PARIS -- Despite the optimism at the Pentagon about Iraqi operations, Tuesday's speeches at the United Nations General Assembly may actually prove to be a step toward an American retreat from Baghdad, possibly before the end of this year.
The speeches failed to advance the Iraq problem beyond where it was before the Assembly met. If in the Security Council, the Bush administration refuses even a symbolic transfer of sovereignty to the Iraqis (as demanded by Old Europe), and refuses to cede any political authority over the occupation to the UN, Washington will continue to enjoy exclusive ownership of this problem - with all of its risks and its current $87 billion-plus cost to the American taxpayer.
It's curious that Washington seems never to have considered welcoming the UN and the Europeans into Iraq to take responsibility for nation-building, claimed glorious military victory for itself and pulled troops out as rapidly as possible.
The military in Baghdad is now planning how to get out of the present mess. What's being discussed is a military retreat into several well-defended bases well away from the capital and Iraq's other cities. These undoubtedly are mostly the same bases Washington had in mind before the war as permanent U.S. installations.
The idea is to hand over Iraq's security to newly recruited Iraqi police and militias, as well as to whatever multinational force the United States can put together.
While the plan looks interesting on paper, if it works at all, it would end by handing control of Iraq to forces incompatible with the idea of a shining new Middle Eastern democracy in Iraq that the Bush administration has for the past year been promising. It might look a lot like an old-fashioned authoritarian Arab state, run by generals, tribal leaders and policemen.
There is serious reason to ask whether restoring Iraqi sovereignty under UN control, as the French ask, could work - even if it were politically imaginable for President George W. Bush in an election year. The two attacks already made on the UN are the work of people investing in exploitable chaos, not reconstruction. Nonetheless, the Bush administration's unwillingness to spread around responsibility for the crisis and for reconstruction is curious. Something makes the president want to stay.
The cynic might say that Washington has to control the Governing Council and the political process until a government emerges with sufficient international legitimacy to privatize Iraq's oil industry, to the benefit of U.S. investors.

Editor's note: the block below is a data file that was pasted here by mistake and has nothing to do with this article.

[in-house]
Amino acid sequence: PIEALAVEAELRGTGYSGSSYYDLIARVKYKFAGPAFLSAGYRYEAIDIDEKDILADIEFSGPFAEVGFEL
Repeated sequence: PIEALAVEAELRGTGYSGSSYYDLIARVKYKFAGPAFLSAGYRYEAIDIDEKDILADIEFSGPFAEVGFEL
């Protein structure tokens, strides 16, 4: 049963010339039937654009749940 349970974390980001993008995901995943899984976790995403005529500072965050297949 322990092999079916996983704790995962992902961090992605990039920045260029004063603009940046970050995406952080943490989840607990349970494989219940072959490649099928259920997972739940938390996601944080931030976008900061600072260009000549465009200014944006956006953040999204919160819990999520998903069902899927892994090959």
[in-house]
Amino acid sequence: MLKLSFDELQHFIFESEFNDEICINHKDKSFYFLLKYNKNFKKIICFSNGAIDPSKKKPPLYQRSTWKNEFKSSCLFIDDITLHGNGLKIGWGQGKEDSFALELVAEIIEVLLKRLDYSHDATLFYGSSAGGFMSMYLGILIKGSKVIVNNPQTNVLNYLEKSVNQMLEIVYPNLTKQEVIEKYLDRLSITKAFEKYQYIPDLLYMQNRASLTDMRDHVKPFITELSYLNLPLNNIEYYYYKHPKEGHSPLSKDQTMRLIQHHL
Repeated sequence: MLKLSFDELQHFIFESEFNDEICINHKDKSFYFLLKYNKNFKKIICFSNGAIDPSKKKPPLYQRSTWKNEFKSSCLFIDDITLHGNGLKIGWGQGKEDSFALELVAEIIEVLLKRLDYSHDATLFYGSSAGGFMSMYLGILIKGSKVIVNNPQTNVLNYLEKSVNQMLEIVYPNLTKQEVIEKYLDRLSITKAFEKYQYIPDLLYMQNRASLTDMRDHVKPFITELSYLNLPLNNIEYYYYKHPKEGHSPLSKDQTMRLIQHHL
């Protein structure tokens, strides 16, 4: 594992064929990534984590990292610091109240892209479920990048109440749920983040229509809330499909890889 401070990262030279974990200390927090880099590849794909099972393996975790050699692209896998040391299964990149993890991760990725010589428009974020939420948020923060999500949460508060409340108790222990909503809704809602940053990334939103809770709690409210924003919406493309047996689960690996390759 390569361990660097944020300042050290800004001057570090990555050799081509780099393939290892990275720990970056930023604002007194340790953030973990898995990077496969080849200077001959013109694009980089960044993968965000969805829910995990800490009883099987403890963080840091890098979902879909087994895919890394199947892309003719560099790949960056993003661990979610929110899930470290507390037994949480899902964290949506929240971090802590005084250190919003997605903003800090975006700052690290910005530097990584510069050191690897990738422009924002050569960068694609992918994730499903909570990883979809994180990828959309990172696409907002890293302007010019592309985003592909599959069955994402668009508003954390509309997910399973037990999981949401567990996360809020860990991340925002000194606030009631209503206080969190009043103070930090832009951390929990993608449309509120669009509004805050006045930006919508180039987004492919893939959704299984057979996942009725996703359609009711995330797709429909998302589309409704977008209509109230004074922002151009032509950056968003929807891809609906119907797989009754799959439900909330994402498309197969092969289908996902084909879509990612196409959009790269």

As things stand, who wants to take over Iraq? The UN is not likely to resume major operations without security guarantees that the United States occupation simply cannot currently provide.
The Red Cross, the development agencies and the nongovernmental organizations have the same problem. Paul Bremer, the Bush administration's chief administrator in Iraq, might give them the same razor-wired and air-conditioned fortresses his staff members occupy, but that would only confirm that the civilian agencies are not neutral, merely appendages of the occupation. Potential contributors to a multinational force know that it's one thing to send peacekeepers and quite another to send soldiers to fight guerrillas and terrorism under U.S. command. To have a multilateral army, Bremer and Defense Secretary Donald Rumsfeld have to guarantee its security; but the reason they need the army is to create the security.
Washington now plans to put Iraqis in charge of security as fast as this can be done. They want Iraqi police and Iraqi military. The occupation authority has been recruiting police and militia, and hiring private security forces.
It does not take much imagination to think what job Bremer has in mind for Iraq's former defense minister, Sultan Hashim Ahmad, former No. 27 in the famous "wanted" deck of cards. He accepted a courteous invitation last week to turn himself in. I would think him the leading candidate to rebuild Saddam's army under U.S. command.
Saddam's foreign intelligence service people are already being signed up. Bremer's people have already gone to the tribes to renew their traditional arrangement of subsidy in exchange for oil pipeline security.
All this may be the practical course. But it's not what was promised, either to Iraqis or to the Americans who are paying for it all.
Copyright © 2003 the International Herald Tribune